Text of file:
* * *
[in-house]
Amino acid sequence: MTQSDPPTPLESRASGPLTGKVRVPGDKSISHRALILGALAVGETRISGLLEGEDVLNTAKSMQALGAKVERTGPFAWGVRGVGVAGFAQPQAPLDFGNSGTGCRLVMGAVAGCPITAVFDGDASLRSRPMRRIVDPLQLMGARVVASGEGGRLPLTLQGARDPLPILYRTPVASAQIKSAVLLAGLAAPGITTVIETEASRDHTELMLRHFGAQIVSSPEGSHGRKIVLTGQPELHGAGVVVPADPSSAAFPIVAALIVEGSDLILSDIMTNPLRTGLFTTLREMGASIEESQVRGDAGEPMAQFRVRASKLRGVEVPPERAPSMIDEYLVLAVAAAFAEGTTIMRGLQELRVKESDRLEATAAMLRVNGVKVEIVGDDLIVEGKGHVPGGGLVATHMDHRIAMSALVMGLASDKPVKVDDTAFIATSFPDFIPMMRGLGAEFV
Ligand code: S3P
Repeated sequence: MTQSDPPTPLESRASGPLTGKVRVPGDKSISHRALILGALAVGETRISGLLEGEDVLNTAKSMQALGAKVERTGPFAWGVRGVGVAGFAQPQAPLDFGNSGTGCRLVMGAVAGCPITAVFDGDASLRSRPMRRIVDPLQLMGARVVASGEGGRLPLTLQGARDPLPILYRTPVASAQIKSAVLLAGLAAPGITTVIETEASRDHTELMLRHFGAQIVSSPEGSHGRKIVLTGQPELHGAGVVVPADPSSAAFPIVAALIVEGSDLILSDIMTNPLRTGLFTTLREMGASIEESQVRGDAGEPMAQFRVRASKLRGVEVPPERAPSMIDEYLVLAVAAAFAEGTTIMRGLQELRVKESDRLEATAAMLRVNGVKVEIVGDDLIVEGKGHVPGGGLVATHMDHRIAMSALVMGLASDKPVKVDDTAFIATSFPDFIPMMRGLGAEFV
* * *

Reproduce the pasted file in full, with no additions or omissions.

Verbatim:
[in-house]
Amino acid sequence: MTQSDPPTPLESRASGPLTGKVRVPGDKSISHRALILGALAVGETRISGLLEGEDVLNTAKSMQALGAKVERTGPFAWGVRGVGVAGFAQPQAPLDFGNSGTGCRLVMGAVAGCPITAVFDGDASLRSRPMRRIVDPLQLMGARVVASGEGGRLPLTLQGARDPLPILYRTPVASAQIKSAVLLAGLAAPGITTVIETEASRDHTELMLRHFGAQIVSSPEGSHGRKIVLTGQPELHGAGVVVPADPSSAAFPIVAALIVEGSDLILSDIMTNPLRTGLFTTLREMGASIEESQVRGDAGEPMAQFRVRASKLRGVEVPPERAPSMIDEYLVLAVAAAFAEGTTIMRGLQELRVKESDRLEATAAMLRVNGVKVEIVGDDLIVEGKGHVPGGGLVATHMDHRIAMSALVMGLASDKPVKVDDTAFIATSFPDFIPMMRGLGAEFV
Ligand code: S3P
Repeated sequence: MTQSDPPTPLESRASGPLTGKVRVPGDKSISHRALILGALAVGETRISGLLEGEDVLNTAKSMQALGAKVERTGPFAWGVRGVGVAGFAQPQAPLDFGNSGTGCRLVMGAVAGCPITAVFDGDASLRSRPMRRIVDPLQLMGARVVASGEGGRLPLTLQGARDPLPILYRTPVASAQIKSAVLLAGLAAPGITTVIETEASRDHTELMLRHFGAQIVSSPEGSHGRKIVLTGQPELHGAGVVVPADPSSAAFPIVAALIVEGSDLILSDIMTNPLRTGLFTTLREMGASIEESQVRGDAGEPMAQFRVRASKLRGVEVPPERAPSMIDEYLVLAVAAAFAEGTTIMRGLQELRVKESDRLEATAAMLRVNGVKVEIVGDDLIVEGKGHVPGGGLVATHMDHRIAMSALVMGLASDKPVKVDDTAFIATSFPDFIPMMRGLGAEFV